But Hensley says she appreciates the new skill. She also appreciates that in this production Rosencrantz and Guildenstern aren't just being portrayed by deaf actors. They're being portrayed as deaf characters.
(Through interpreter) So we're signing, but there's no voice translation and I thought, how's the audience going to understand? And then you start to recognize that Rosencrantz and Guildenstern are in their own little world where only Hamlecchino can understand them. And then we have the king and queen, our relationship with the king and queen, we have no idea what's going on with them. They have no idea what's going on with us, which is something that's very common with hearing-deaf relationship.
But speaking through interpreter Katrina Clark, Gallaudet Theater Arts' chair Ethan Senate says he hopes the new partnership will take that hearing-deaf relationship and strengthen it, not just at the theater but in the theater industry.
MS. KATRINA CLARK
(Through interpreter) When it comes to deaf people in theater, it's been a slow process to have them become more involved in the field because of the cost of interpreters, the adjustments and accommodations that need to be made. That's not to say that there's discrimination in the field, but it's difficult as a deaf person to figure out how to break into this industry.
Which is why Senate is thrilled that Gallaudet students will be able to learn from working professional actors. Under the new agreement Gallaudet provides Faction of Fools with rehearsal and performance space and Faction of Fools casts one or two students in its productions. It's also been leading classes in Commedia, Acrobatics and other skills.
(Through interpreter) Students here at Gallaudet I want to give them the best resources and tools that they can have to be able to compete in this hearing field. I'm trying to create some sort of model within in the university setting that can help students network, transition, improve their odds.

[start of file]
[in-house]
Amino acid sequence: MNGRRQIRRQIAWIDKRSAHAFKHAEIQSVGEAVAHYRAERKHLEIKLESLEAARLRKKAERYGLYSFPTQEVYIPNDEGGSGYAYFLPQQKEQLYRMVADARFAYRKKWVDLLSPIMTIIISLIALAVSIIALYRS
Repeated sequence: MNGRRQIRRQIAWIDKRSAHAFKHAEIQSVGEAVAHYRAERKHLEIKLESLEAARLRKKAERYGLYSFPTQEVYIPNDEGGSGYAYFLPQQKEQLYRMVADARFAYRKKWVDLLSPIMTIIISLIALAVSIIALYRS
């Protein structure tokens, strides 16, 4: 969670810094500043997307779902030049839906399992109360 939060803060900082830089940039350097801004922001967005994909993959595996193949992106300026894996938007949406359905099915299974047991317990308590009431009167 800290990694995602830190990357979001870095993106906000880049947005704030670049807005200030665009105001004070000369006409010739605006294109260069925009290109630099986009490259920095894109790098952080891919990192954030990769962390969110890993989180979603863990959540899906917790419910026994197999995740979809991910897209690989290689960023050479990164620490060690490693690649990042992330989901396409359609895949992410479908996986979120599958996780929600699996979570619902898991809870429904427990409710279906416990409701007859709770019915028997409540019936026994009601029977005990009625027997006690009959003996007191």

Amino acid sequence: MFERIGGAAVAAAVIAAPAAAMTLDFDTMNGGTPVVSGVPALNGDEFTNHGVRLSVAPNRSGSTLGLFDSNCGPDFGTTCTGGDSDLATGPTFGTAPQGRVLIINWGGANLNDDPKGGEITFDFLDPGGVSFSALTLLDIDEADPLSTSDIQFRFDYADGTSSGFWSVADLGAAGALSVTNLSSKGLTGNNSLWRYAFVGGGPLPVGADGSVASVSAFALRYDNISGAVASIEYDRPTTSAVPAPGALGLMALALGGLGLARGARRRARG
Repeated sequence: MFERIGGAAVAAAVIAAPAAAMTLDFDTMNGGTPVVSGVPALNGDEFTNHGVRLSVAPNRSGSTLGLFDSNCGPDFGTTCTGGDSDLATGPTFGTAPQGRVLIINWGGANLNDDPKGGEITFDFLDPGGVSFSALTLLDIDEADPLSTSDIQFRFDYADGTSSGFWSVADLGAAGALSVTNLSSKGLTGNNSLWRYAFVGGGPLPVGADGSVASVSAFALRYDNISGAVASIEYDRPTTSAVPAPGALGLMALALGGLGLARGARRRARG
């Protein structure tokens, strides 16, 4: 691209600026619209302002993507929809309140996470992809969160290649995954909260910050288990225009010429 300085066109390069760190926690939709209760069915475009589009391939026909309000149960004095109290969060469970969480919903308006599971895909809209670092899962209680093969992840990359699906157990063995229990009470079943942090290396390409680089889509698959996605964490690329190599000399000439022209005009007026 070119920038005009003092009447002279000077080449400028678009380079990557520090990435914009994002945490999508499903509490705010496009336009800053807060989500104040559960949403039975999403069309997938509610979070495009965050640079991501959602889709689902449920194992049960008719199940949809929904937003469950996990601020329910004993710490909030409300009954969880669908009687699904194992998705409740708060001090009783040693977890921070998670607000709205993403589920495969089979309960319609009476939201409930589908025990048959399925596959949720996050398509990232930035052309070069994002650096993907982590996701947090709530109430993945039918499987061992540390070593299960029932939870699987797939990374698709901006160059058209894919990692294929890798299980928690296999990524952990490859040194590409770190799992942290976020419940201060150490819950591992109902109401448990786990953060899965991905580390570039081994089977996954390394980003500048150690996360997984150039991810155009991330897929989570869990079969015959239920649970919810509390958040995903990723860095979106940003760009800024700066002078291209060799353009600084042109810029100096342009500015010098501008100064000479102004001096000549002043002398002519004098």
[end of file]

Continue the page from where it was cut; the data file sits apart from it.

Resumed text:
Of course, that model hasn't been without challenges. After all, Faction of Fools is a hearing company. Rachel Spicknall, who portrays Horatio, is among the few who know any sign at all. Matt Wilson has learned a bit as well but Spicknall says the dynamic has been fascinating to watch especially at the Hamlecchino cast first workshop.
MS. RACHEL SPICKNALL
The best exercises were the ones where the teacher, the assistant director, where he didn't let any of us use any language and it was all gesture.
And those scenes were fantastic she says, but when the actors were instructed to repeat the scenes, this time talking aloud or using sign...
We stopped moving. It was like you stopped doing Commedia in that moment. You stopped communicating with the audience. All of a sudden, you were caught up in your head and the language.
So the lesson, she says, is simple.
You don't need language-language because you can communicate with each other and the audience through this other universal thing.
Of course, that said, interpreters are present at rehearsals.
And that's really important obviously so that we have access and we can all have the conversation.
But a lot of the times, says director Matt Wilson, especially as everyone gets more comfortable with one another, they do without interpretation.
Then just go, "No, I know what you mean." So we're developing our own personal language I guess.
A language that doesn't necessarily include as our Danish prince would say, "Words, words, words."
Hamlecchino runs from April 26th through May 19th at Gallaudet's Elstad Auditorium. For more information and to see photos of all those masked actors in action, visit our website, metroconnection.org.